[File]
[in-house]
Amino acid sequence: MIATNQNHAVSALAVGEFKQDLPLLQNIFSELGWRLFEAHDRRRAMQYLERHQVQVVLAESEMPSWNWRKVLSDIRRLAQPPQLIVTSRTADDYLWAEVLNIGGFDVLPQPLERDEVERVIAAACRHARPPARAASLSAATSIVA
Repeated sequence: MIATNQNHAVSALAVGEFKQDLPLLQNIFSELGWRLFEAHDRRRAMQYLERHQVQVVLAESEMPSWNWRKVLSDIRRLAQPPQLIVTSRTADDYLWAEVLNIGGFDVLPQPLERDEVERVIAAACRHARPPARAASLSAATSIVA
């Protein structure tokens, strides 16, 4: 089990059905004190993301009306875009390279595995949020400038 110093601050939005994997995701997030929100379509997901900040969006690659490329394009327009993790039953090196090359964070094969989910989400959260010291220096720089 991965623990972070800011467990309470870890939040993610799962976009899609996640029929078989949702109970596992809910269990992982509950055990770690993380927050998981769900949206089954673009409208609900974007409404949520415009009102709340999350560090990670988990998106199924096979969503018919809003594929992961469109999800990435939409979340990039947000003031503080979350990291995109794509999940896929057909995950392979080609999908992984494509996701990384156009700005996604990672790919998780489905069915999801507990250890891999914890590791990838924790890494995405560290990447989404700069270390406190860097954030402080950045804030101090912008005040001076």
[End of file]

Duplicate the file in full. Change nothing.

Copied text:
[in-house]
Amino acid sequence: MIATNQNHAVSALAVGEFKQDLPLLQNIFSELGWRLFEAHDRRRAMQYLERHQVQVVLAESEMPSWNWRKVLSDIRRLAQPPQLIVTSRTADDYLWAEVLNIGGFDVLPQPLERDEVERVIAAACRHARPPARAASLSAATSIVA
Repeated sequence: MIATNQNHAVSALAVGEFKQDLPLLQNIFSELGWRLFEAHDRRRAMQYLERHQVQVVLAESEMPSWNWRKVLSDIRRLAQPPQLIVTSRTADDYLWAEVLNIGGFDVLPQPLERDEVERVIAAACRHARPPARAASLSAATSIVA
């Protein structure tokens, strides 16, 4: 089990059905004190993301009306875009390279595995949020400038 110093601050939005994997995701997030929100379509997901900040969006690659490329394009327009993790039953090196090359964070094969989910989400959260010291220096720089 991965623990972070800011467990309470870890939040993610799962976009899609996640029929078989949702109970596992809910269990992982509950055990770690993380927050998981769900949206089954673009409208609900974007409404949520415009009102709340999350560090990670988990998106199924096979969503018919809003594929992961469109999800990435939409979340990039947000003031503080979350990291995109794509999940896929057909995950392979080609999908992984494509996701990384156009700005996604990672790919998780489905069915999801507990250890891999914890590791990838924790890494995405560290990447989404700069270390406190860097954030402080950045804030101090912008005040001076």